The employee's role required him to travel by car to see clients at their homes and he was entitled to claim expenses for the mileage covered. In 2011, the employee sought payment from his employer of an "essential car user allowance", worth £1,000 a year, which was paid on top of the mileage expenses where an employee drove at least 2,500 miles in a financial year. This claim aroused suspicion as the employee had not reached this level of mileage in previous years.

This led to his employer conducting an audit of his expenses claims for a three-month period in 2011. The audit revealed that the mileages claimed were consistently much higher than the routes recommended by the AA route-finder tool and higher than the mileage claimed by the employee for the same journeys in the previous year. The employee's explanation for this was that he incurred higher mileages due to a number of factors including difficulty in parking, one-way road systems, and road works which caused closures or diversions. These explanations were rejected by the employer, who considered the explanation simply did not stack up.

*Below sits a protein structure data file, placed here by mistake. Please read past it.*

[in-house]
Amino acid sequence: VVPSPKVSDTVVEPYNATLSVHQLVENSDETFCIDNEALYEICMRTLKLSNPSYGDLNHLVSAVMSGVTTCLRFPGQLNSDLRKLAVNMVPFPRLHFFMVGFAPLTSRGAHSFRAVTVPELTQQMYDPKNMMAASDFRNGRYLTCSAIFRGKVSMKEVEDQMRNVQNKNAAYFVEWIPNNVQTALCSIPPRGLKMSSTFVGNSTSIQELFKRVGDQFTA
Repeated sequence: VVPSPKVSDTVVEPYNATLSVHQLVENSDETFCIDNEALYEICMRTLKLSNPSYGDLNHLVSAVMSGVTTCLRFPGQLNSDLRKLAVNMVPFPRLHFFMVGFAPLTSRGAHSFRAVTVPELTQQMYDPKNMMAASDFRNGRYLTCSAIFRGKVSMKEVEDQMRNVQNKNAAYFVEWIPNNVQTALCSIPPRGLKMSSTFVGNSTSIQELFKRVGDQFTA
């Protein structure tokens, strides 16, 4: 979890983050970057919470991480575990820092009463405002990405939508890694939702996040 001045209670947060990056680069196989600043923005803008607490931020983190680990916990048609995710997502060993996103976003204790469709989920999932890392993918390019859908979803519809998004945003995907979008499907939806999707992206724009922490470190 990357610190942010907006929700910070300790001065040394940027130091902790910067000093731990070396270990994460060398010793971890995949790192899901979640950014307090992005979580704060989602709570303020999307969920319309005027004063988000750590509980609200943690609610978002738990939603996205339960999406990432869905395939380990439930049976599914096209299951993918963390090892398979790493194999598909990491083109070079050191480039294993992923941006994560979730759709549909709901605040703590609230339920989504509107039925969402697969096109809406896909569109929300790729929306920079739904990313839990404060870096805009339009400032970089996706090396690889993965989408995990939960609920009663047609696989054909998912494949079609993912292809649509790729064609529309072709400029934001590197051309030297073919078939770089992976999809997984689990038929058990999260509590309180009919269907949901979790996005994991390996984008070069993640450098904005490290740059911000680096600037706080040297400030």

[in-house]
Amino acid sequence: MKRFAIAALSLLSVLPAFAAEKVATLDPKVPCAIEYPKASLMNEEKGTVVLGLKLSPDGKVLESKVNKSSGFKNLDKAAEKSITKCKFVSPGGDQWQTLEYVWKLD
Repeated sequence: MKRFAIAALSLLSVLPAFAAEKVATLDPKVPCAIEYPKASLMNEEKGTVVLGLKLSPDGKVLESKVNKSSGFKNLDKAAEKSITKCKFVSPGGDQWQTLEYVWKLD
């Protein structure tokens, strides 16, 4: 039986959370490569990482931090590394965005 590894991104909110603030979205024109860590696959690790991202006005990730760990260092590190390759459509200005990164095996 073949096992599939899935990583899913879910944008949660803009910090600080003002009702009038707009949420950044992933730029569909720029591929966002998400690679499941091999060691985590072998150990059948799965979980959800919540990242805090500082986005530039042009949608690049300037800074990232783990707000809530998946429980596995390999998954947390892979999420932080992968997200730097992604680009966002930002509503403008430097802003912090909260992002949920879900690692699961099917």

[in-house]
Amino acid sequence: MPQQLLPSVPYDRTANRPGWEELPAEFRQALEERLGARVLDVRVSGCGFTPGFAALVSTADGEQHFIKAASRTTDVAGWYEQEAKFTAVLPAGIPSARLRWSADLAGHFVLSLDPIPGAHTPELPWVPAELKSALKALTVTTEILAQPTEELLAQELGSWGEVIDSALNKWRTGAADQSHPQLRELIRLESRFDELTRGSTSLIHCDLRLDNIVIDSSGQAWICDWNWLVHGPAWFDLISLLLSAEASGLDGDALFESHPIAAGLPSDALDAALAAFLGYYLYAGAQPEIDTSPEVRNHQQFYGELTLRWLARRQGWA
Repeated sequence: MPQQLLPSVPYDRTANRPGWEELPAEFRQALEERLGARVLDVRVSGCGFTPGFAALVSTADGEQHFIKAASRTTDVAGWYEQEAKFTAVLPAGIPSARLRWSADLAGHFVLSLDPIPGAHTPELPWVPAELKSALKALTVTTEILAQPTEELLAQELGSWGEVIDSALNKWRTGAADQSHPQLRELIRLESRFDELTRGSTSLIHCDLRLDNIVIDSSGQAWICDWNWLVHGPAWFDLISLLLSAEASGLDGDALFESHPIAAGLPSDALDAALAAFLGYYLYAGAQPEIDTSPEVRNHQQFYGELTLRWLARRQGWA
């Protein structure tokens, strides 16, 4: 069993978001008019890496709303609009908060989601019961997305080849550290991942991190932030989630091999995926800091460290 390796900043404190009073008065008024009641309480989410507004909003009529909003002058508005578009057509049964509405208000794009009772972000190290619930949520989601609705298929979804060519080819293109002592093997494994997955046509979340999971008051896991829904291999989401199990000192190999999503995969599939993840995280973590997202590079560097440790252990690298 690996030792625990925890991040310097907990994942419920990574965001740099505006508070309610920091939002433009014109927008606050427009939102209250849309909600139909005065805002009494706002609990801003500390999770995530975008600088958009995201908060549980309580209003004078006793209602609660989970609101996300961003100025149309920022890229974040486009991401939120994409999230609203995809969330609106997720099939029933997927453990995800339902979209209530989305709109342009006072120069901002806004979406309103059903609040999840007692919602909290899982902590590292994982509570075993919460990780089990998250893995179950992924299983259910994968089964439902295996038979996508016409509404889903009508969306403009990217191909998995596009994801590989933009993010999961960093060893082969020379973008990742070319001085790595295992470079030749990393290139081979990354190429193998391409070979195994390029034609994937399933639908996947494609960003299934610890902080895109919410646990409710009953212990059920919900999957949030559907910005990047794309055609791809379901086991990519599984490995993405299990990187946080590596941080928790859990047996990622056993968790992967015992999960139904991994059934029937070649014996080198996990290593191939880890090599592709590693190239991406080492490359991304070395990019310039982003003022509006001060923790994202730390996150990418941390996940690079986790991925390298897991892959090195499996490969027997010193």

It was decided that the employee had been fraudulently over-claiming his mileage expenses and he was dismissed for gross misconduct. The employee appealed, reiterating his explanation for the increased mileage and adding that at one point he was required to drive part way on a dual carriage way to reach a client's house. However, the decision to dismiss was upheld on appeal, with the appeal panel concluding that there was no viable explanation why every journey examined was consistently higher than the AA-estimated mileage. The employee brought claims for unfair and wrongful dismissal in the Employment Tribunal.